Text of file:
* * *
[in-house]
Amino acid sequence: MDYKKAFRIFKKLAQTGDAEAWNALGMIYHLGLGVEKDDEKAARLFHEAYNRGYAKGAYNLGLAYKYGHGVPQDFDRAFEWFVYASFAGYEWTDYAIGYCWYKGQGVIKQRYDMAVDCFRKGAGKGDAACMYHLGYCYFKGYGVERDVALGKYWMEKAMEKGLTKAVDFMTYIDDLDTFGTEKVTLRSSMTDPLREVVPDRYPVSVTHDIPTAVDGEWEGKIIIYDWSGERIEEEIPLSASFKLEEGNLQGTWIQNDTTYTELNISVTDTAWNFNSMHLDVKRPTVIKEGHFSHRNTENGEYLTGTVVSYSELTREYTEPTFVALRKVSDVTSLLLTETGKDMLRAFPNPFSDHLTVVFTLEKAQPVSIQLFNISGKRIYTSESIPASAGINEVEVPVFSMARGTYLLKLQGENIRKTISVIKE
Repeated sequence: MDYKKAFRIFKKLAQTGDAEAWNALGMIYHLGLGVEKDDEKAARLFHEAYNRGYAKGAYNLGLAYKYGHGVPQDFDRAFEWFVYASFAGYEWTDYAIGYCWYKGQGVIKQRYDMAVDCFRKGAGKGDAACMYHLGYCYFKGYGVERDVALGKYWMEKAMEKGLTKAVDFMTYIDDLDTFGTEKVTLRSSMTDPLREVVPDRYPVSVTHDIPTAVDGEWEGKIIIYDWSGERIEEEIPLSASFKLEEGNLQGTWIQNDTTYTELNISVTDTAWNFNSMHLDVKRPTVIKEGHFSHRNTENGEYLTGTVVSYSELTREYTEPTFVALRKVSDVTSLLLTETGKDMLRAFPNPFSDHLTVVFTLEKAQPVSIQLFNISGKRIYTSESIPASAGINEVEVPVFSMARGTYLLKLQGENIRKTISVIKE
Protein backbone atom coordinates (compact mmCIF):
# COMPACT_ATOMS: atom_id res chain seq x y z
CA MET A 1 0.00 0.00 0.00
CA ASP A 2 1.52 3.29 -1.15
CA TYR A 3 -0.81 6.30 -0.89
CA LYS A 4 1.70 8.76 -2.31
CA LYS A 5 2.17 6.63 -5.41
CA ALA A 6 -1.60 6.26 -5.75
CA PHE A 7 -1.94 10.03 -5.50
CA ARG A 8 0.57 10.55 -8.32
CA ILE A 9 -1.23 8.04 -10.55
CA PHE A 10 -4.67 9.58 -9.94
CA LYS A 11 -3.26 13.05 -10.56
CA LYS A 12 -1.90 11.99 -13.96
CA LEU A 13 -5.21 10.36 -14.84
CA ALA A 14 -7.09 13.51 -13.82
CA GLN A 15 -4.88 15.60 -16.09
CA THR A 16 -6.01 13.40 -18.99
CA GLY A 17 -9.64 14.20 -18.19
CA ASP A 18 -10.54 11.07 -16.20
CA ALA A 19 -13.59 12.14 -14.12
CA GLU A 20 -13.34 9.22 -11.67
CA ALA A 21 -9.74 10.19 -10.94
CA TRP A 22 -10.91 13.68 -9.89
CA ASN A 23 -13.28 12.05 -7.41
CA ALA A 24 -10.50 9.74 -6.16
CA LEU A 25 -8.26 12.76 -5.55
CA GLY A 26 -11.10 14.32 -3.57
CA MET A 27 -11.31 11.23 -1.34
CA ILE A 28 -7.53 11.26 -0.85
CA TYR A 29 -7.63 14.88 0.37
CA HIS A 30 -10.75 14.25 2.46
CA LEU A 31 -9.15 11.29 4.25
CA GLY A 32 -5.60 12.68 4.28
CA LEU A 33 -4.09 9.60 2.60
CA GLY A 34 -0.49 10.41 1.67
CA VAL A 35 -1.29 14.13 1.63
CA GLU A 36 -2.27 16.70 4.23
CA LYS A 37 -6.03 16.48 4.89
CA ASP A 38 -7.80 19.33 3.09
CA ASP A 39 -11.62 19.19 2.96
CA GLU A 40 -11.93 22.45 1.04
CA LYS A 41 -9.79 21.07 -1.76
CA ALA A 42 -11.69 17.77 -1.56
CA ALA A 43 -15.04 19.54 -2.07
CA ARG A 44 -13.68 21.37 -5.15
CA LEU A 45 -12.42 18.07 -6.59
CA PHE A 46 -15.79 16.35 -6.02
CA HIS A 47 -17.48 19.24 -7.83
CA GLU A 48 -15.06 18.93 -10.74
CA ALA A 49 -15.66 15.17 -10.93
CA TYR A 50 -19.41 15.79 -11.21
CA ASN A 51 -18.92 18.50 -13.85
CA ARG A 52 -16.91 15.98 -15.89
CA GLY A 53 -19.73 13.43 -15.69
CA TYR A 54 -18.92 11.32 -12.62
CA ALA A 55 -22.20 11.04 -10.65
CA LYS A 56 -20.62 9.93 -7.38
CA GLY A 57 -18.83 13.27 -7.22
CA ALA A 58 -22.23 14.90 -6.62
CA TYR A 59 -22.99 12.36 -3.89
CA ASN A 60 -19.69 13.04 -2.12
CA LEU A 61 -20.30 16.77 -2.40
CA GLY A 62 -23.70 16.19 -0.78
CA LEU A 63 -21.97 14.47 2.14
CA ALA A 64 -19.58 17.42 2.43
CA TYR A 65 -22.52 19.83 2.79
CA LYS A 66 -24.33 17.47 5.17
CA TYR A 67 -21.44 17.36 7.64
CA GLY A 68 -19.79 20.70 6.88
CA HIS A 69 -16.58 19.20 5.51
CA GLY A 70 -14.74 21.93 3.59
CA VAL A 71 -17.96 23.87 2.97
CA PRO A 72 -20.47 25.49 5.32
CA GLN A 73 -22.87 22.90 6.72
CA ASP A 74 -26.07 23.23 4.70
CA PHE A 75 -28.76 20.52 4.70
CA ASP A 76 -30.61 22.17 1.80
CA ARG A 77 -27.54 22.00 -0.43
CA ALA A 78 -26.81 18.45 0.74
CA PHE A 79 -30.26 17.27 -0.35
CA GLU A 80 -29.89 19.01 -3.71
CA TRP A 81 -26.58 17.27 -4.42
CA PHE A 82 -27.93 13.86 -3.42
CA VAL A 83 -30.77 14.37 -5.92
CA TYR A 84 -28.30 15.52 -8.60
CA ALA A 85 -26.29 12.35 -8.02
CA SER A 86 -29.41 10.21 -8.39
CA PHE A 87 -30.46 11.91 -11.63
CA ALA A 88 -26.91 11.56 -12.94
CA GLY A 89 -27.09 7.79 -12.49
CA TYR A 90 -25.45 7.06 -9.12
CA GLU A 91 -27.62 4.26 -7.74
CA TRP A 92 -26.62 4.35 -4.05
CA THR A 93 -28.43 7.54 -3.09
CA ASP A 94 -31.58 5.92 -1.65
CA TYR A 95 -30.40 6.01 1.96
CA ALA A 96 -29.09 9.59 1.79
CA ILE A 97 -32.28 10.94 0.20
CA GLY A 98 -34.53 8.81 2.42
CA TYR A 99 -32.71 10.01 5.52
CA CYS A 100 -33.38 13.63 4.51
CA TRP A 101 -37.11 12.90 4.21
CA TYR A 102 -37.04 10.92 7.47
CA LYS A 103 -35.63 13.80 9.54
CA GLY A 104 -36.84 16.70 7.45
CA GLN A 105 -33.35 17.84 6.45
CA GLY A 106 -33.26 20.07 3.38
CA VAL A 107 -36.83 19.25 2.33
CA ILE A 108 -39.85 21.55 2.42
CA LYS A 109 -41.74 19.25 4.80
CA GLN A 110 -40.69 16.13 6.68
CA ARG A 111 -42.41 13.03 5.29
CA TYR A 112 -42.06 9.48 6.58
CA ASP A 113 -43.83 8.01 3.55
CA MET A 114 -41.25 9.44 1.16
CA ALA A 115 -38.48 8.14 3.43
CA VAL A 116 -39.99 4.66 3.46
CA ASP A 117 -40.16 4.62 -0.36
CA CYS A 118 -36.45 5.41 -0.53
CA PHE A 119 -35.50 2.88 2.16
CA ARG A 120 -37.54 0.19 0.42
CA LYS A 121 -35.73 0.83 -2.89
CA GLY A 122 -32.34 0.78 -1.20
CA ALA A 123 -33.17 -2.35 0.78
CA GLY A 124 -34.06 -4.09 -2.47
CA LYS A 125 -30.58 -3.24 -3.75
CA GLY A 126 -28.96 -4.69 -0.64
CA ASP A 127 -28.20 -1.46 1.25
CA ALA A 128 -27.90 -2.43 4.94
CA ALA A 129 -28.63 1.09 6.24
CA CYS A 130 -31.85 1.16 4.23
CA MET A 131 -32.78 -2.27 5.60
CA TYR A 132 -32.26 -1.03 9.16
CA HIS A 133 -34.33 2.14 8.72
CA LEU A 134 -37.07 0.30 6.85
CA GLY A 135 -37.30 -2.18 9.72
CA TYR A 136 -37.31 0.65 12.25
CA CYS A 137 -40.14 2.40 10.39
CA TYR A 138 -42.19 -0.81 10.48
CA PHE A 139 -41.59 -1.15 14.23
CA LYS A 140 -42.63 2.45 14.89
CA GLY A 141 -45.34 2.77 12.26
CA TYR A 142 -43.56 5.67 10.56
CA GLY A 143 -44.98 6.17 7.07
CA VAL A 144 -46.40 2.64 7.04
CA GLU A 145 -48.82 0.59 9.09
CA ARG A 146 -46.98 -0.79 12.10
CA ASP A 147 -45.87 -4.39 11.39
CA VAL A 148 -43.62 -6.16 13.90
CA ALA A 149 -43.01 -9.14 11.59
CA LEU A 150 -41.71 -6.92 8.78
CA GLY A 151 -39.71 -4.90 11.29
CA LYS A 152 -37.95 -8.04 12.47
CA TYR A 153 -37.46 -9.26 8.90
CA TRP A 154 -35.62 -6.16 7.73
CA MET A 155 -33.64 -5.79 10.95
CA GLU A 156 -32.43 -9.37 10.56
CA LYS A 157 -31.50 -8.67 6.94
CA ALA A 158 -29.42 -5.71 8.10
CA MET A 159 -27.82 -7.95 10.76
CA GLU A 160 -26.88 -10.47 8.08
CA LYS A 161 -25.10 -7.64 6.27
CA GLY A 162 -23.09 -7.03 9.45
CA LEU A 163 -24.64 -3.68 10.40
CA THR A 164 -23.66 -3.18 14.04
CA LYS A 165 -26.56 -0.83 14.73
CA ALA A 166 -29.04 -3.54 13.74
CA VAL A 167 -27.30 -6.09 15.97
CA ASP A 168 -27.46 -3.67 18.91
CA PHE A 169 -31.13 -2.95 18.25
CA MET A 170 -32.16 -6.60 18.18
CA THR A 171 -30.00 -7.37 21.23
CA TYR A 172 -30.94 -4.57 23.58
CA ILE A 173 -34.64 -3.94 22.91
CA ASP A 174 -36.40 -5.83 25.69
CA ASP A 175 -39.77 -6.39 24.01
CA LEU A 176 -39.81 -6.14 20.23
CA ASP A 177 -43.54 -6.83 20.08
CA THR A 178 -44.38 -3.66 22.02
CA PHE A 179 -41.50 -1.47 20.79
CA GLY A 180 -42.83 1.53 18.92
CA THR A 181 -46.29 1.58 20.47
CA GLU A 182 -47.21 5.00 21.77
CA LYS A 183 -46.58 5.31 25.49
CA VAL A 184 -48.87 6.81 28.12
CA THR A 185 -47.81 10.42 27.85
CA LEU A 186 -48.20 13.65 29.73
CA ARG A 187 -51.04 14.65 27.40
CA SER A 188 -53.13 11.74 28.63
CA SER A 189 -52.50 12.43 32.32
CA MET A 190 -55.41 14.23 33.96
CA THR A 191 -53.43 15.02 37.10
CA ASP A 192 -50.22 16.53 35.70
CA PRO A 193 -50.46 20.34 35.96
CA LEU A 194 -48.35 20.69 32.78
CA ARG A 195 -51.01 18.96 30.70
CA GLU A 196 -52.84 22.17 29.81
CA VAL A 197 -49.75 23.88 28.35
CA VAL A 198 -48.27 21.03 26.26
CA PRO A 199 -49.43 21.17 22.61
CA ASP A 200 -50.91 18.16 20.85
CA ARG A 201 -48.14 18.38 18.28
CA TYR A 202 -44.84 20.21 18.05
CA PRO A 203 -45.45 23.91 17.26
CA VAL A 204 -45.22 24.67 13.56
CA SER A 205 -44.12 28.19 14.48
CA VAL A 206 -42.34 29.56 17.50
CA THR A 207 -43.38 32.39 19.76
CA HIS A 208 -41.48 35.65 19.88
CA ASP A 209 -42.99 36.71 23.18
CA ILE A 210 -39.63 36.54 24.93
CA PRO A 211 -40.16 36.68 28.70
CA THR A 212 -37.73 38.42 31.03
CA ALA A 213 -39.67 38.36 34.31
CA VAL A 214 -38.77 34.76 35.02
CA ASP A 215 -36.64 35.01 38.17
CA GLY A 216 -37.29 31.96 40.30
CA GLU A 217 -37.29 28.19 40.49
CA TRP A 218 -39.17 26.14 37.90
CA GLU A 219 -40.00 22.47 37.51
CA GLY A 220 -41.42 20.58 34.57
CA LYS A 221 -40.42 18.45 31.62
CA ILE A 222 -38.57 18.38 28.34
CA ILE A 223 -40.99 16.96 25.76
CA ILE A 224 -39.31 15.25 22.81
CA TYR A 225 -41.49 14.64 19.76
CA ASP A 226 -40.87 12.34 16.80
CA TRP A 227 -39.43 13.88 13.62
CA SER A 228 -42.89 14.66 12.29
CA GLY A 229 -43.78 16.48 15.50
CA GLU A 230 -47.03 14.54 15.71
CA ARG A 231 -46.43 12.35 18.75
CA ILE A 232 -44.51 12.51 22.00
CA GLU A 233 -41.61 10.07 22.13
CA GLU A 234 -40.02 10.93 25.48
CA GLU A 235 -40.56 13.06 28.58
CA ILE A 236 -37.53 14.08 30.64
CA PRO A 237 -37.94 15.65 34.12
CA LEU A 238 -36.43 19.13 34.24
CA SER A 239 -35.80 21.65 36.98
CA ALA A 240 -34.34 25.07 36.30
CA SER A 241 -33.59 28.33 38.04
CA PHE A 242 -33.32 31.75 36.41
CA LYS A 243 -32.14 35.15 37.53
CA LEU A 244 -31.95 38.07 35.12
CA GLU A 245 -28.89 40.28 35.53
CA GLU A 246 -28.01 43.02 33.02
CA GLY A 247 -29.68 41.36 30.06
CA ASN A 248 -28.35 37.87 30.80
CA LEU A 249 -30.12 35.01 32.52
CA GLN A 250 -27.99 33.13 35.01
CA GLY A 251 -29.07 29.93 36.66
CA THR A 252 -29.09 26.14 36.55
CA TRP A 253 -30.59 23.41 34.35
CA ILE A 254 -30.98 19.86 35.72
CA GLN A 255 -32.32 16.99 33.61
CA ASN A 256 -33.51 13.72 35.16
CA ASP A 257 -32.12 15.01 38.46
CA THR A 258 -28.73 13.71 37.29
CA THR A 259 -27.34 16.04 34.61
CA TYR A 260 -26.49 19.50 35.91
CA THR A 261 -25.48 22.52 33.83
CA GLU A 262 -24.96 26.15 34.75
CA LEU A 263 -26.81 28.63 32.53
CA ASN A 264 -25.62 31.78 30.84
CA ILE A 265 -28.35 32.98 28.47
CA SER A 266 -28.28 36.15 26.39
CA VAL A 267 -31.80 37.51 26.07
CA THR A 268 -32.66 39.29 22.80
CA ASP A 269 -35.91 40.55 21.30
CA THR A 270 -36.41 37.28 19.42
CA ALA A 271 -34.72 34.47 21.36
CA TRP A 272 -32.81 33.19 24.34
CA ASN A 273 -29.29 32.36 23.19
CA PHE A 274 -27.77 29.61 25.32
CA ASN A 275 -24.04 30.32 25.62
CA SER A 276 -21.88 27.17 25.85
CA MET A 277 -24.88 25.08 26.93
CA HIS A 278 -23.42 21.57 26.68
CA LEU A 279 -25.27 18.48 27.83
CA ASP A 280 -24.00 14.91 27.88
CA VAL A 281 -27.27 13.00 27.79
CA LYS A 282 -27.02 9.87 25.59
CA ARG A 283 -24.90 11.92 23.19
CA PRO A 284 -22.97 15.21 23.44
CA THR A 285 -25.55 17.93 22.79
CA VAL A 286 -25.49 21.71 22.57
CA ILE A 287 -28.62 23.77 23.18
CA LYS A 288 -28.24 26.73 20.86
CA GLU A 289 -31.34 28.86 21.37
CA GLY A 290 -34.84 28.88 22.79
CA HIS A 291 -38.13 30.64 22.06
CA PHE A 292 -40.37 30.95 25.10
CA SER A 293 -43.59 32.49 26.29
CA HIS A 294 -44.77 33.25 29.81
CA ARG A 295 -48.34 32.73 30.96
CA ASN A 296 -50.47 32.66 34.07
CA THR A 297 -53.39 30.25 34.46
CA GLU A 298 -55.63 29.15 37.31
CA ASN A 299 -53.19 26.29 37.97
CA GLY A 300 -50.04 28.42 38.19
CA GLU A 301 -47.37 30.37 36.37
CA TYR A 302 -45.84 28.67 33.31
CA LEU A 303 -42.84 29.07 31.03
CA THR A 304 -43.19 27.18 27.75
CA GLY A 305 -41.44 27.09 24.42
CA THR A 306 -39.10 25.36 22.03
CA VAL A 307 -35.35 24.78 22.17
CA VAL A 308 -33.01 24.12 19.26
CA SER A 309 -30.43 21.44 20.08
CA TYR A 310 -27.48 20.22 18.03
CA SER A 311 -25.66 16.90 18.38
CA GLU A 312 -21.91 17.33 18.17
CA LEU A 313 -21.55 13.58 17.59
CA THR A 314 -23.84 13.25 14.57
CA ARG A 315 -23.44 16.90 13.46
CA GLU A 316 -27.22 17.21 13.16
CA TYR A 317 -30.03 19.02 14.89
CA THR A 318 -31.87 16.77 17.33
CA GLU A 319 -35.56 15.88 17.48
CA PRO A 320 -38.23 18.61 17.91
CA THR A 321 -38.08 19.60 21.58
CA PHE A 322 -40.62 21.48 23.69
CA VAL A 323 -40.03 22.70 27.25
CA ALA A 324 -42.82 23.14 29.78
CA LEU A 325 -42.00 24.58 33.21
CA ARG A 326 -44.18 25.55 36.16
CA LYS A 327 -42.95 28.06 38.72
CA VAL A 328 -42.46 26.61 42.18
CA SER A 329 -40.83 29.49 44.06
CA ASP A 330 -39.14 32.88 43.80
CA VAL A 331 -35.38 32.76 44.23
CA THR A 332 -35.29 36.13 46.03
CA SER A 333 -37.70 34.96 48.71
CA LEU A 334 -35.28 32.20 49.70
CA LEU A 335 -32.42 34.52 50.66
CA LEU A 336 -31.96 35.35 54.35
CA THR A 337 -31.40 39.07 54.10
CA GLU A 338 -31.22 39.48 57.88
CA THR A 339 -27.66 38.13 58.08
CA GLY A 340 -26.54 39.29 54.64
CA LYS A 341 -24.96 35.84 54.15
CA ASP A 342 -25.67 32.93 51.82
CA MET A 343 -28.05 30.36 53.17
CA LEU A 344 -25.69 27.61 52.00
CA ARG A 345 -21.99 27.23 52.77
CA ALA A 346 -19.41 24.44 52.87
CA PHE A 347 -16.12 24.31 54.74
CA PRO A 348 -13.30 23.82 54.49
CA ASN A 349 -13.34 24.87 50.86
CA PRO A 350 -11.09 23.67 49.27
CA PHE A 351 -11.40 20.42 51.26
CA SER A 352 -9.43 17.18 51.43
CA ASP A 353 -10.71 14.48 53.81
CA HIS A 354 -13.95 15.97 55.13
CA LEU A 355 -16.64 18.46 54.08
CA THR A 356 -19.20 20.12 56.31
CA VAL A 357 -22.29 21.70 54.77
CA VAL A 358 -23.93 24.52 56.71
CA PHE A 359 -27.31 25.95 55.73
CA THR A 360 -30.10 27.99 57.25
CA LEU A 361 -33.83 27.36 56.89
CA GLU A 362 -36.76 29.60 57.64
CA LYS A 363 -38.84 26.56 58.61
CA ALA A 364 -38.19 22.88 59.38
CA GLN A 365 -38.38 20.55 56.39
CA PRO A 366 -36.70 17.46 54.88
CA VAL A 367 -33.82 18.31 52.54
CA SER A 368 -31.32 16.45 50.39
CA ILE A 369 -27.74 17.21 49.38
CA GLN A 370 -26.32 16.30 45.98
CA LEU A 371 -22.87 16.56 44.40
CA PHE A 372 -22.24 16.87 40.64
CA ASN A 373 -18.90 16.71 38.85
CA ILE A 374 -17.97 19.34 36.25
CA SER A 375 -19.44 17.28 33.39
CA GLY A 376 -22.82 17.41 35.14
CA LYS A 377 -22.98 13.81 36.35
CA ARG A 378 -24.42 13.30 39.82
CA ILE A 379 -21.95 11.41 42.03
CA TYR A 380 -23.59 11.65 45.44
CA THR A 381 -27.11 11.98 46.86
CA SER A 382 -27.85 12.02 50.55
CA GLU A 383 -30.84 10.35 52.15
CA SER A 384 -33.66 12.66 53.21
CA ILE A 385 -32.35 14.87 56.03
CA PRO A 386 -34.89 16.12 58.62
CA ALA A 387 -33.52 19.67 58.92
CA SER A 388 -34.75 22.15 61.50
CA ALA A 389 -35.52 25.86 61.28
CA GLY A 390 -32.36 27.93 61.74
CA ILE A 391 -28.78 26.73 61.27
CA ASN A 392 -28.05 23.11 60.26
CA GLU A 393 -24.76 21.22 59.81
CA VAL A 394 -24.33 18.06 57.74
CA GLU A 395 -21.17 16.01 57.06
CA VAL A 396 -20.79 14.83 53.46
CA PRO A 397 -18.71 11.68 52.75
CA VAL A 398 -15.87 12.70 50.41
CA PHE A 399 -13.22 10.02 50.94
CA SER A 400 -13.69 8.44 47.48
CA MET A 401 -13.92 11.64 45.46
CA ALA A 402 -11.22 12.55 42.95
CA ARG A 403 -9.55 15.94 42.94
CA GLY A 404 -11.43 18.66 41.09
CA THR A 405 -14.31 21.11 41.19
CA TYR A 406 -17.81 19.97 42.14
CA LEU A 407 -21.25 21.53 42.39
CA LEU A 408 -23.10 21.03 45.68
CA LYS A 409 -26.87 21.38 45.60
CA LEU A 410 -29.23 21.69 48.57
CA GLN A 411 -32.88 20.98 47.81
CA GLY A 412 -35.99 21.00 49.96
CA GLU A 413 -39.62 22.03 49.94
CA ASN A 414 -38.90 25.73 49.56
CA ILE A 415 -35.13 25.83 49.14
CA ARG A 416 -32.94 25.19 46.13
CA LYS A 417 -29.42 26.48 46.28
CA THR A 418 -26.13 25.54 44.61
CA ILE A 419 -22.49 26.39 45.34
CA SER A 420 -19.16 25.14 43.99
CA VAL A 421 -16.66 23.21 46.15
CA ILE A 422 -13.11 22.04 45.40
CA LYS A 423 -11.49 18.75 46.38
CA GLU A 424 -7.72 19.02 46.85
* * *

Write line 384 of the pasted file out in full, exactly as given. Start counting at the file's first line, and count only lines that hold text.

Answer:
CA ILE A 379 -21.95 11.41 42.03